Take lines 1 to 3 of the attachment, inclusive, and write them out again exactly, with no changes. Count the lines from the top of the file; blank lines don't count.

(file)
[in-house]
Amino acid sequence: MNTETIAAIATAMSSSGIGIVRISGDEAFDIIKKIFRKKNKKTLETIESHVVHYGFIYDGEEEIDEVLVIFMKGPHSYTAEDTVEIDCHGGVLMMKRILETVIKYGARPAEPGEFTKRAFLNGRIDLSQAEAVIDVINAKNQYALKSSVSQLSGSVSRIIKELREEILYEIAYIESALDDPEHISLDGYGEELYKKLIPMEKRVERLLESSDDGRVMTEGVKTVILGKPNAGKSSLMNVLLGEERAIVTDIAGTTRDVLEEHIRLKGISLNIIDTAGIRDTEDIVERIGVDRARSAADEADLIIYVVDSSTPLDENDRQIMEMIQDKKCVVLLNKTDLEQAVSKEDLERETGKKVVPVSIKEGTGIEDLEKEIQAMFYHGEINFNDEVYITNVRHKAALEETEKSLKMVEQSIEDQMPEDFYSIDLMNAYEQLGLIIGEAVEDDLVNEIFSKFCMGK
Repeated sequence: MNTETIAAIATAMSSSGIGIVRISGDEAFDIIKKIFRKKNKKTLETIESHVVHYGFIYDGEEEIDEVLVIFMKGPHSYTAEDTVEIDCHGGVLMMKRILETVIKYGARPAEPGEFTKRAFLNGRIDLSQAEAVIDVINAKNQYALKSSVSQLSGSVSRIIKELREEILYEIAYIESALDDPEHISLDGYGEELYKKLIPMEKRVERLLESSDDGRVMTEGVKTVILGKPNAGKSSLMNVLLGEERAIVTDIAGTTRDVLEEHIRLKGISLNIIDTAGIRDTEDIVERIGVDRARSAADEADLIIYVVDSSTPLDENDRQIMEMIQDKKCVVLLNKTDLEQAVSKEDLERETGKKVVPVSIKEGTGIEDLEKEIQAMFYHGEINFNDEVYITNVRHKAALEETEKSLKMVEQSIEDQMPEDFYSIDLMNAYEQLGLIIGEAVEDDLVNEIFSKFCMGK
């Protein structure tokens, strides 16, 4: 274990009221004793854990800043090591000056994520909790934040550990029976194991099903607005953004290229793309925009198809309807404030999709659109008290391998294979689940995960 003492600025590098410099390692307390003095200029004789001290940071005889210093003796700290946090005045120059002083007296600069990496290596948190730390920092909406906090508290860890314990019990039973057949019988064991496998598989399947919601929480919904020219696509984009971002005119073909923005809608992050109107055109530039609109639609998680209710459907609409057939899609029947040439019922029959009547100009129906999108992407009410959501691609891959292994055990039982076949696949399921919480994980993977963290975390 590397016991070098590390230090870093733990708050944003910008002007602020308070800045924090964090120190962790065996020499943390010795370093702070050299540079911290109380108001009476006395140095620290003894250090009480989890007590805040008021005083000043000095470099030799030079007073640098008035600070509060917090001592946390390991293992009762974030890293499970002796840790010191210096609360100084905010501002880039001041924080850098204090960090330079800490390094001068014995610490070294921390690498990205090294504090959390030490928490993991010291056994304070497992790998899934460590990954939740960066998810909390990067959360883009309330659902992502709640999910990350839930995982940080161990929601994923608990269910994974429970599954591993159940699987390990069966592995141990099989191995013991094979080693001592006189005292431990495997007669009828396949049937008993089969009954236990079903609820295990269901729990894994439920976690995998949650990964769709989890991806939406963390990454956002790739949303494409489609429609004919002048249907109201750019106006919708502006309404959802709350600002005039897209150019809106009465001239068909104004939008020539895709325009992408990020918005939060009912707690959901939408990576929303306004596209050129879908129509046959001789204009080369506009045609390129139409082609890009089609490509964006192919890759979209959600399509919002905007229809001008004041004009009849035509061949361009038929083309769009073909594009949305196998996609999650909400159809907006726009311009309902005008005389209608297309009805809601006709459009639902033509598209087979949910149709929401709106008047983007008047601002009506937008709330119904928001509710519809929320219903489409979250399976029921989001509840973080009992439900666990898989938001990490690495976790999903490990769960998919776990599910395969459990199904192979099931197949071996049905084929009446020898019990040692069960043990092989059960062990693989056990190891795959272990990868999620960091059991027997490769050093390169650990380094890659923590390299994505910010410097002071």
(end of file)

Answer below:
[in-house]
Amino acid sequence: MNTETIAAIATAMSSSGIGIVRISGDEAFDIIKKIFRKKNKKTLETIESHVVHYGFIYDGEEEIDEVLVIFMKGPHSYTAEDTVEIDCHGGVLMMKRILETVIKYGARPAEPGEFTKRAFLNGRIDLSQAEAVIDVINAKNQYALKSSVSQLSGSVSRIIKELREEILYEIAYIESALDDPEHISLDGYGEELYKKLIPMEKRVERLLESSDDGRVMTEGVKTVILGKPNAGKSSLMNVLLGEERAIVTDIAGTTRDVLEEHIRLKGISLNIIDTAGIRDTEDIVERIGVDRARSAADEADLIIYVVDSSTPLDENDRQIMEMIQDKKCVVLLNKTDLEQAVSKEDLERETGKKVVPVSIKEGTGIEDLEKEIQAMFYHGEINFNDEVYITNVRHKAALEETEKSLKMVEQSIEDQMPEDFYSIDLMNAYEQLGLIIGEAVEDDLVNEIFSKFCMGK
Repeated sequence: MNTETIAAIATAMSSSGIGIVRISGDEAFDIIKKIFRKKNKKTLETIESHVVHYGFIYDGEEEIDEVLVIFMKGPHSYTAEDTVEIDCHGGVLMMKRILETVIKYGARPAEPGEFTKRAFLNGRIDLSQAEAVIDVINAKNQYALKSSVSQLSGSVSRIIKELREEILYEIAYIESALDDPEHISLDGYGEELYKKLIPMEKRVERLLESSDDGRVMTEGVKTVILGKPNAGKSSLMNVLLGEERAIVTDIAGTTRDVLEEHIRLKGISLNIIDTAGIRDTEDIVERIGVDRARSAADEADLIIYVVDSSTPLDENDRQIMEMIQDKKCVVLLNKTDLEQAVSKEDLERETGKKVVPVSIKEGTGIEDLEKEIQAMFYHGEINFNDEVYITNVRHKAALEETEKSLKMVEQSIEDQMPEDFYSIDLMNAYEQLGLIIGEAVEDDLVNEIFSKFCMGK